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henderson: getting canada\'s northern communities off diesel helps everyone
In the depths of winter, the weather is very cold.
In such a harsh environment, energy is critical to the survival of about 300 remote communities in icalit and northern Canada, mainly inhabited by indigenous people.
These power systems are far away from provincial and regional power systems
The power grid Township relies on diesel power generation and heating.
Such an energy reality has had significant economic consequences.
Diesel power is expensive.
Oil must be transported over long distances through ice roads and sea tankers.
For some communities, air transportation is the only viable way to fuel residents.
Social and environmental impact of diesel
Basic Energy is also weakening.
To maintain the import economy by diesel;
The loss of scarce funds from Community coffers is not the use of local energy resources.
Fuel leaks are common.
Diesel production pollutes the air and emits greenhouse gases that cause climate change.
Grid First Nations, Métis and Inuit communities seek alternatives to dieselbased energy.
For example, the Inuit community in northern Quebec has been working to develop a small hydropower project to replace diesel for electricity and heating.
There is good news on the horizon.
With the vision of indigenous leaders and the increasing acceptance of utilities and governments, Canada is at the forefront of the northern energy revolution.
The new investment is committed to the adoption of clean energy technologies in remote communities across the country, and these three pillars are the basis.
The first is to adopt an integrated approach through building energy.
Efficient housing and optimization potential for local renewable wind, solar, hydro and bio-energy resources.
Second, indigenous peoples must play a central leadership role in developing clean energy to meet their needs.
It turns out that proactive community planning and engagement is better than top-
This is also the right thing to do in an era of reconciliation.
The government of Vuntut Gwitchin, the Old Crow in the Yukon, will work with partners this summer to develop solar arrays to replace diesel that is now being transported by aircraft.
Third, it is essential to establish partnerships between indigenous organizations, utilities and developers;
Learn to know-
Local knowledge of clean energy companies and First Nations, Métis and Inuit.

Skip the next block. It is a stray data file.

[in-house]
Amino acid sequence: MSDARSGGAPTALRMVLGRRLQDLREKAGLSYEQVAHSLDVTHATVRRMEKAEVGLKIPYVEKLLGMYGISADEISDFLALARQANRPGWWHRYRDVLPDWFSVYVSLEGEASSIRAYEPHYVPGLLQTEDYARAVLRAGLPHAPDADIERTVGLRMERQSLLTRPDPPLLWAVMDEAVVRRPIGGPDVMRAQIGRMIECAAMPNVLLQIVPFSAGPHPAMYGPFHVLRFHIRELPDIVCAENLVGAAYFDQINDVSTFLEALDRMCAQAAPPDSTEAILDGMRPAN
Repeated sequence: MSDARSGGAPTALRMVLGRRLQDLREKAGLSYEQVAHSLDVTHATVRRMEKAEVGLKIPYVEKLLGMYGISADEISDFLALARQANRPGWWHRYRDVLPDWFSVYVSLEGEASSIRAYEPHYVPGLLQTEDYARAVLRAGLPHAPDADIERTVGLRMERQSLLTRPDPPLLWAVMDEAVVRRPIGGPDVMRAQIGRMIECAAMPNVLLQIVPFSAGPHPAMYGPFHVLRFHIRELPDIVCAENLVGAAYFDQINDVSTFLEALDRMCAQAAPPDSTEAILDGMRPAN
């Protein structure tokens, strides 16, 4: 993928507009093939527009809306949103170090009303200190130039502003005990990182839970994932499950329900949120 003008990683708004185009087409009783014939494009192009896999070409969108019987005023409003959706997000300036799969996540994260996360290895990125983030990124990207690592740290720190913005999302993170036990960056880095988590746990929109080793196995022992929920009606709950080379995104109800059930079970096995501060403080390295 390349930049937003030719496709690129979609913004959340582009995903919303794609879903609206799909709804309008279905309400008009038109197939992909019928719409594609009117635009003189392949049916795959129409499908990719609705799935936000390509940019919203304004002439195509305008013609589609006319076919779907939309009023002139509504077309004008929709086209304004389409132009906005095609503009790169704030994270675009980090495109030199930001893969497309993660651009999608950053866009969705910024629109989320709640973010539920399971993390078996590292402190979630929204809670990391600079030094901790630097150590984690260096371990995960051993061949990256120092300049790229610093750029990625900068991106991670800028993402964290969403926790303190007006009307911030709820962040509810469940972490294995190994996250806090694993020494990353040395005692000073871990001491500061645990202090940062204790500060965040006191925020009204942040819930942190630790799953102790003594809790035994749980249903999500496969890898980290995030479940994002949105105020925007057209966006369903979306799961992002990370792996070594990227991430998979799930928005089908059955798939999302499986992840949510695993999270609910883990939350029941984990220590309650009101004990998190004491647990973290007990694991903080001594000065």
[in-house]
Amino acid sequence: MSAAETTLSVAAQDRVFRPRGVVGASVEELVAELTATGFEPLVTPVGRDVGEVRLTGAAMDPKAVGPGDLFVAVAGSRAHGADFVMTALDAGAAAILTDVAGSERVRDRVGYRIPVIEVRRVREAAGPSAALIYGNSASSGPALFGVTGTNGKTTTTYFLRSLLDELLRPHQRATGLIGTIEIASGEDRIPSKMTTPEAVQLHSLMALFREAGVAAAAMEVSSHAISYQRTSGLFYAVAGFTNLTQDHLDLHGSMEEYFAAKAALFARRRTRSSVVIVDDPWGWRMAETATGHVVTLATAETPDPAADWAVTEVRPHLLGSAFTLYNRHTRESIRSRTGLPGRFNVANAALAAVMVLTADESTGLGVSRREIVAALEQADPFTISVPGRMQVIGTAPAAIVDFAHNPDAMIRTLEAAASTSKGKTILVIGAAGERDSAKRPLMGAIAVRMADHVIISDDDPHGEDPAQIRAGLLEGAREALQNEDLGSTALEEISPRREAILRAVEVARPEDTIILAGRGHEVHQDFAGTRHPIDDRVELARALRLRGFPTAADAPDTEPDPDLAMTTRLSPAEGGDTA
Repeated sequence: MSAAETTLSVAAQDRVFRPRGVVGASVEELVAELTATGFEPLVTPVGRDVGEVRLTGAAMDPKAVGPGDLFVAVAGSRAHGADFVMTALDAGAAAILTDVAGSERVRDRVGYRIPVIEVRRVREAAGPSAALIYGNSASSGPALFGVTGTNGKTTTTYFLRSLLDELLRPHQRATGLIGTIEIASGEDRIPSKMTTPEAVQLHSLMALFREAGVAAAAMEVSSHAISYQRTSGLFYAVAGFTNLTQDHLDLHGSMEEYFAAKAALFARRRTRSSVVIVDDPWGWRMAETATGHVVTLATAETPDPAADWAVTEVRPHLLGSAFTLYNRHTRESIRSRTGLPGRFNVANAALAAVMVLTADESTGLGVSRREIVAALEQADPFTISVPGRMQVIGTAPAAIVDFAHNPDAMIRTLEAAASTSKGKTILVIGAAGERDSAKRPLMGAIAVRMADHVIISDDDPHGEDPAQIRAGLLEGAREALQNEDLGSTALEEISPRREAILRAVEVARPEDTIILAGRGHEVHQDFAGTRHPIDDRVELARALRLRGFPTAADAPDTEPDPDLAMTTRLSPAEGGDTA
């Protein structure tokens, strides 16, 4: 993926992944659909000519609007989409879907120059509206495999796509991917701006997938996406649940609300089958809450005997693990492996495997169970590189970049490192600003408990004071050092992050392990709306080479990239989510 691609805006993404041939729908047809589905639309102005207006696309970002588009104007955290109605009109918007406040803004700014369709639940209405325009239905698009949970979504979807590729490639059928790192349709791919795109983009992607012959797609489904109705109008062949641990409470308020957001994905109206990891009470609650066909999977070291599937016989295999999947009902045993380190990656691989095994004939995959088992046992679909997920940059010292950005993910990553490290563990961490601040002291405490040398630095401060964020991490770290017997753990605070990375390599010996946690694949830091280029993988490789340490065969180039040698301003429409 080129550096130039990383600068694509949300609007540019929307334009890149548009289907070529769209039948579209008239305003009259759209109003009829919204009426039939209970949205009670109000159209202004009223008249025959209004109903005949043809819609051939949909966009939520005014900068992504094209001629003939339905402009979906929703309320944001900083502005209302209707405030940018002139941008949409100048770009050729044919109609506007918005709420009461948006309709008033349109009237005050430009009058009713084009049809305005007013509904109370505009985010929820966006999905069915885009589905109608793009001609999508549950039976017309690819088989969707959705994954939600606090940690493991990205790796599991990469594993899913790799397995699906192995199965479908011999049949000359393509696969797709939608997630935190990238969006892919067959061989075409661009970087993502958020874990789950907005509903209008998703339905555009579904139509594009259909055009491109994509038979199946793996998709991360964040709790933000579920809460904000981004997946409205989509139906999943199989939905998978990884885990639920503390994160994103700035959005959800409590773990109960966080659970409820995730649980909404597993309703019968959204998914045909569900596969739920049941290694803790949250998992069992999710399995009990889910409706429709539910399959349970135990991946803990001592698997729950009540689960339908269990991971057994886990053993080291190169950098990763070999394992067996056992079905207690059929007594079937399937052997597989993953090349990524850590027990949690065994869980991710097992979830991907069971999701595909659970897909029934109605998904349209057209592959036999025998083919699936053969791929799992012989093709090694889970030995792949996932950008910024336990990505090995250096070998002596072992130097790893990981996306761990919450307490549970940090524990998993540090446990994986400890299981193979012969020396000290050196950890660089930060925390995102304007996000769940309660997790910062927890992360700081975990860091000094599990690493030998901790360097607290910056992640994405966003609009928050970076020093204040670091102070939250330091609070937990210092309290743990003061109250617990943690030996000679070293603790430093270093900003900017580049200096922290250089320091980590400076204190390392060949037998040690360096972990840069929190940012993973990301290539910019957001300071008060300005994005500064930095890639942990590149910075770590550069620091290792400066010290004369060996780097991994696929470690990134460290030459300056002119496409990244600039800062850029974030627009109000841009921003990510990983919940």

Watay Partnership\'s pioneering efforts in northern Ontario, consisting of 22 First Nations and a private energy company, bring power to communities such as Pikangikum through the new power transmission infrastructure.
In Nain on the east coast of Labrador, the Inuit Nunavit government plans to build wind turbines with Newfoundland and Labrador Hydro to reduce reliance on diesel.
Large transmission and power supply systems in southern Canada were built over a long period of time
Regular investment provided or supported by the government.
So the north of our country must do the same.
The federal government has stepped up support and allocated more than $0. 7 billion to the federal government.
Power grid energy project.
These resources, coupled with provincial and regional contributions, are leveraging new investments from private sector partners to drive clean energy-based economic development in the Canadian interior.
However, there are some key parts missing from the story.
There is an urgent need for supportive public policies and regulations to revitalize the national energy market.
Provincial and regional governments must introduce independent power procurement policies to promote 21-
Century clean energy infrastructure in remote communities. Energy rate-
Agencies should work together to create fair prices for reducing diesel dependence by improving energy efficiency and renewable energy;
Provide a price of full value for diesel emissions reduction including economic, social and environmental factors.
Finally, provincial and regional governments and utility companies have every reason to commit to the leadership of clean energy assets, including local ownership, to the First Nations, Métis and Inuit.
The indigenous clean energy potential of remote communities in Canada embodies the lyrics of our national anthem \"True North, strong and free.
This is the future that most Canadians can support.